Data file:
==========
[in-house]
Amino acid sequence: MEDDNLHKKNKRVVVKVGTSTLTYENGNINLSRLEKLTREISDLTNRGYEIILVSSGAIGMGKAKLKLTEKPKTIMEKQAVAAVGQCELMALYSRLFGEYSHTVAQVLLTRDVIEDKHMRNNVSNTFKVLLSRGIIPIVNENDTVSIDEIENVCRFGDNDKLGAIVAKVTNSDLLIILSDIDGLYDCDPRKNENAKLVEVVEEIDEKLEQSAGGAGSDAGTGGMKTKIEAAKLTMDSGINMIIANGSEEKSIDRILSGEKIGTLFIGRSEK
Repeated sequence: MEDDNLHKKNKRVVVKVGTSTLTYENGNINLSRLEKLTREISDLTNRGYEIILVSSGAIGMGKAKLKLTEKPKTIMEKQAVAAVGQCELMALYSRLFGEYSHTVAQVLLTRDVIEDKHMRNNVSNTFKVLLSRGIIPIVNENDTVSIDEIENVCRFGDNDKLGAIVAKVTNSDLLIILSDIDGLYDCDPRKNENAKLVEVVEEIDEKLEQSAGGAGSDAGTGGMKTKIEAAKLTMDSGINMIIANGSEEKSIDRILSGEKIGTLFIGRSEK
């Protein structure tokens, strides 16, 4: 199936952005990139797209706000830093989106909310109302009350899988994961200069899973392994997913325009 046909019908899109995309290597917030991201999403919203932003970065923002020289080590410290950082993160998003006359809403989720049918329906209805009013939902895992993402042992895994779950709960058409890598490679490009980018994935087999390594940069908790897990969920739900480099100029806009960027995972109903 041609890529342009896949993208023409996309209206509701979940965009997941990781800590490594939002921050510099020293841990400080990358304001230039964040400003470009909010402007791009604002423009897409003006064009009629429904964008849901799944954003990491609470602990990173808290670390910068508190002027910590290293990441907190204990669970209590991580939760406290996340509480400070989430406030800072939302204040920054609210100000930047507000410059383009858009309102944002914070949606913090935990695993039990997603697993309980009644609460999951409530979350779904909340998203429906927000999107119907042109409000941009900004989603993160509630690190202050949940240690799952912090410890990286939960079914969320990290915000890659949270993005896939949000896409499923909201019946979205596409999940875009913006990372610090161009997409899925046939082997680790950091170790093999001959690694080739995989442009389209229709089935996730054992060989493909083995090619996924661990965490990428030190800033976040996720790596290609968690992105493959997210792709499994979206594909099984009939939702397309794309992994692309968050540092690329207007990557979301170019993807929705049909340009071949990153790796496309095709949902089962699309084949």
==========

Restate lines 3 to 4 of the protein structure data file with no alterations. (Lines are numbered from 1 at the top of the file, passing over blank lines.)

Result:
Repeated sequence: MEDDNLHKKNKRVVVKVGTSTLTYENGNINLSRLEKLTREISDLTNRGYEIILVSSGAIGMGKAKLKLTEKPKTIMEKQAVAAVGQCELMALYSRLFGEYSHTVAQVLLTRDVIEDKHMRNNVSNTFKVLLSRGIIPIVNENDTVSIDEIENVCRFGDNDKLGAIVAKVTNSDLLIILSDIDGLYDCDPRKNENAKLVEVVEEIDEKLEQSAGGAGSDAGTGGMKTKIEAAKLTMDSGINMIIANGSEEKSIDRILSGEKIGTLFIGRSEK
């Protein structure tokens, strides 16, 4: 199936952005990139797209706000830093989106909310109302009350899988994961200069899973392994997913325009 046909019908899109995309290597917030991201999403919203932003970065923002020289080590410290950082993160998003006359809403989720049918329906209805009013939902895992993402042992895994779950709960058409890598490679490009980018994935087999390594940069908790897990969920739900480099100029806009960027995972109903 041609890529342009896949993208023409996309209206509701979940965009997941990781800590490594939002921050510099020293841990400080990358304001230039964040400003470009909010402007791009604002423009897409003006064009009629429904964008849901799944954003990491609470602990990173808290670390910068508190002027910590290293990441907190204990669970209590991580939760406290996340509480400070989430406030800072939302204040920054609210100000930047507000410059383009858009309102944002914070949606913090935990695993039990997603697993309980009644609460999951409530979350779904909340998203429906927000999107119907042109409000941009900004989603993160509630690190202050949940240690799952912090410890990286939960079914969320990290915000890659949270993005896939949000896409499923909201019946979205596409999940875009913006990372610090161009997409899925046939082997680790950091170790093999001959690694080739995989442009389209229709089935996730054992060989493909083995090619996924661990965490990428030190800033976040996720790596290609968690992105493959997210792709499994979206594909099984009939939702397309794309992994692309968050540092690329207007990557979301170019993807929705049909340009071949990153790796496309095709949902089962699309084949």